A while ago I picked up George Lakoff’s book Don’t Think Of An Elephant!, and if there’s one time when I’m glad I read something that had to do with political discourse that wasn’t a history book, it was tonight when I checked the headlines.
In Google News, nestled just underneath Mitt Romney is the sidebar’s Top Stories, was Joe Biden’s name, obviously still the victim of his own words from his comments about Ryan putting the chains back on Wall Street. The context of what he was saying aside, there’s a clear and obvious relationship between the top-cited news stories that are getting all the attention.
From headlines like “Paul Ryan articulates, while Joe Biden gaffes” and “Is Joe Biden a liability for Obama?” to “Is Joe Biden dragging Obama down?” and “Joe Biden is the Problem VP Candidate, Not Paul Ryan,” we can dig through the drudge to find a simple strategy being played out: counterattacks on level playing fields. In other words, since the media outlets are and poll numbers are being very critical of Paul Ryan, opponents of the incumbent president are trying to turn the attention on Joe Biden.
What’s interesting to me is that each article mentions that Biden will not be removed from the ticket (duh), and that this decision by the White House is going to come at a cost. Whether that’s true or not will be made public during the debate in October, but history is on the side of the Democrats because vice presidents are generally attack dogs and don’t produce the visceral response that a president does.
Unless you’re a Republican, that is. Somehow, someway, voting for Mitt Romney became a good idea because Paul Ryan was the VP pick. As a professional political commentator I have to ask: Who the hell cares about Paul Ryan? Obviously everyone who was trying to use this new image to breathe life into Romney’s campaign before the election.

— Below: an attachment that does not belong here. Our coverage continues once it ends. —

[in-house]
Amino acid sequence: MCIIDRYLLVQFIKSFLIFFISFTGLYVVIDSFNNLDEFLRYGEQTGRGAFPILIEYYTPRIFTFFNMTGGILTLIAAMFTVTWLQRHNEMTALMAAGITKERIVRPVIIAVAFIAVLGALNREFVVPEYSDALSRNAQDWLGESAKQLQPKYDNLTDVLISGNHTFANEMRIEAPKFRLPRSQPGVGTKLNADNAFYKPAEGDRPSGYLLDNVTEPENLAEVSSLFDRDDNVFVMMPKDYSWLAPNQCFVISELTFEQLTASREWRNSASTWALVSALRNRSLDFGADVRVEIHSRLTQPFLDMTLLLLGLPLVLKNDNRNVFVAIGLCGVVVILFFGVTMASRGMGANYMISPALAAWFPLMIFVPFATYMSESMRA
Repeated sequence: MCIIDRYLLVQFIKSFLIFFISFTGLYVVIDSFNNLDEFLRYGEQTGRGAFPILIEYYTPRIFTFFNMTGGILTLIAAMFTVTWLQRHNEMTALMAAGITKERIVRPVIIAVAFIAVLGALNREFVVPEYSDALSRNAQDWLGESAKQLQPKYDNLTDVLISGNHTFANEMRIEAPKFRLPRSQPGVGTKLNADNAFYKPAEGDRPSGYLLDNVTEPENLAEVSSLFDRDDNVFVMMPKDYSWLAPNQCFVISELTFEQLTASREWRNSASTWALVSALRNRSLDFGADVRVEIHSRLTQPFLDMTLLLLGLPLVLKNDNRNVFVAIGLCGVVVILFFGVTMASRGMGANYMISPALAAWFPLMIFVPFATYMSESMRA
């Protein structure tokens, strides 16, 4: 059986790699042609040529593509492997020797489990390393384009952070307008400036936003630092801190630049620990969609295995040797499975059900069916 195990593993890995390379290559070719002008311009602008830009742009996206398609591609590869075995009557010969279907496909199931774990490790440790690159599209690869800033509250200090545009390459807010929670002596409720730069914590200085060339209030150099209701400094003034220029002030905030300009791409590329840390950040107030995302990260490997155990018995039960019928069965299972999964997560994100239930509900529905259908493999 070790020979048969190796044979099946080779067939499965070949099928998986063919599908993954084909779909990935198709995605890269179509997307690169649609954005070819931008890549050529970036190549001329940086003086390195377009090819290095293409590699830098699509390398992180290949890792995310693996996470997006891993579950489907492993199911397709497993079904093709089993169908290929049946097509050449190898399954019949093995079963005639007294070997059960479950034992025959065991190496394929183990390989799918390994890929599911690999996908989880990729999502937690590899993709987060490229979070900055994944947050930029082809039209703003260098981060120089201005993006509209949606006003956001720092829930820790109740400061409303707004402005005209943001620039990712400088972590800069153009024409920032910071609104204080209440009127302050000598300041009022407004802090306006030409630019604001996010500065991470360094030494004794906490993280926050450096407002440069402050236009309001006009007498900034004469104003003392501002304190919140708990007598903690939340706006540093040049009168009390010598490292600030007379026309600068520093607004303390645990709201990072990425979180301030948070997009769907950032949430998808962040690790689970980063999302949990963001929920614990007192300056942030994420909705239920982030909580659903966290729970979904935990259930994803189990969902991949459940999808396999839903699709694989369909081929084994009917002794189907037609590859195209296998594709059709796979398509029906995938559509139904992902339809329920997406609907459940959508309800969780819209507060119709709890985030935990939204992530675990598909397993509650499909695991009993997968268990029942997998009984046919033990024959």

But nominating Ryan did come at a huge cost. His track record for voting against social programs and for tax breaks may be in line with what Republicans want but it’s hardly the position that Romney has solidified as a candidate for office. The link between the two of them is more symbolic than operational; on Fox News, Ryan admitted that they didn’t even “run the numbers” when it came to his ridiculous path to disparity budget.
Go to your news reader, though, and tell me how many people are still bad-mouthing Ryan and criticizing his budget and political history. Go on. See how many headlines are now being soaked up with Joe Biden commentary in a sort of synthetic carte blanche for your brain, where outlets have shifted the focus off of Paul Ryan by literally telling people to focus on Joe Biden instead.
It’s a classic move straight out of Lakoff’s book but I think it will fail. Try as they might – and I know Fox News is doing their best – the faux pas that is Paul Ryan’s budget of smoke and mirrors is going to be torn to shreds at the next debate. Even though Ryan recently received roaring applause from a crowd of seniors because he brought his 78 year old mother with him, the facts of his budget – which is the only thing that the Romney campaign has in its toolbox, besides anti-Obama cliches – paint an all too familiar picture. After all, the bailouts, the housing bubble, and the start of this last recession wasn’t all that long ago.